One of the things to keep in mind when trying to buy a distressed property is that the bankers that need to approve your offer want to consider only very serious offers. So make sure you're preapproved for a mortgage before you make an offer on a distressed house [source: Re/Max]. For one thing, you'll be competing with investors. From "house flippers" who fix up damaged homes to resell at a markup, to larger property management companies, investors are taking advantage of historically low homes sales to make a profit. They typically pay in cash, so you'll have to prove you're a reliable prospect to get the bank to accept your bid [source: Gibbs].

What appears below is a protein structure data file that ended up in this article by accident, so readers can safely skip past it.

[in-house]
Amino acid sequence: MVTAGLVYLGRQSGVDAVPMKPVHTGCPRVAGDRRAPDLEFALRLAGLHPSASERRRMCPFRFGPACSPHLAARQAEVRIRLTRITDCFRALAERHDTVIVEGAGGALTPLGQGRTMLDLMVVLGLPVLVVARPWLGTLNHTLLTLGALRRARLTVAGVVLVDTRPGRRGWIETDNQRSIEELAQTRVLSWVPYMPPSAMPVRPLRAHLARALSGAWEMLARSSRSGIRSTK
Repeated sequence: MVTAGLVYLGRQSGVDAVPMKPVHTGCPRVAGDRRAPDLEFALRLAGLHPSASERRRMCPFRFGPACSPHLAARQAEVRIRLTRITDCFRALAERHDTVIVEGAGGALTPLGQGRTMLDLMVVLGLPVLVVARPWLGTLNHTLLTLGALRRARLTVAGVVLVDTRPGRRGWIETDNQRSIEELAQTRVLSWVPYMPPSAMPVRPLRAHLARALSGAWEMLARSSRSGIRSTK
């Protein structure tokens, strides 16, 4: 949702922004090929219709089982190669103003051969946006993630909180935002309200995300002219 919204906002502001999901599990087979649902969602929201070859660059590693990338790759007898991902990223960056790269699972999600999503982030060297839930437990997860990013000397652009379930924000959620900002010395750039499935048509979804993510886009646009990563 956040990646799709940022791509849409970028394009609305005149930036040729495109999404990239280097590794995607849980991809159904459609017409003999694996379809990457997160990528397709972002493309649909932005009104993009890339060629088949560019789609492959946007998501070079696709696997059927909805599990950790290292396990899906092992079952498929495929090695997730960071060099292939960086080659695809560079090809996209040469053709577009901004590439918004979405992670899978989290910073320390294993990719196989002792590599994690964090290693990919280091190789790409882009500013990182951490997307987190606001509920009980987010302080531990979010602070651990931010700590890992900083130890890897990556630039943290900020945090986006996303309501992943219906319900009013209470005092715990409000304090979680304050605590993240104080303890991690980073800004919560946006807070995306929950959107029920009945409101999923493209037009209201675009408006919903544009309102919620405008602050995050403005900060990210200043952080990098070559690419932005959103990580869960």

There are a few pitfalls to look out for when seeking preapproval. If a house is too damaged, lenders will often refuse to finance the purchase [source: Gibbs]. So if the property is in need of extensive repairs, you might have to put up extra cash, or take out a second loan to cover the costs. And if you have trouble getting preapproved, you might consider alternative lending sources. Small regional banks and credit unions are often more willing to loan money to borrowers with imperfect credit than the big banks [source: Gengler]. Also, the U.S. government offers FHA loans (through the Federal Housing Administration) that require smaller-than-usual down payments [source: Re/Max].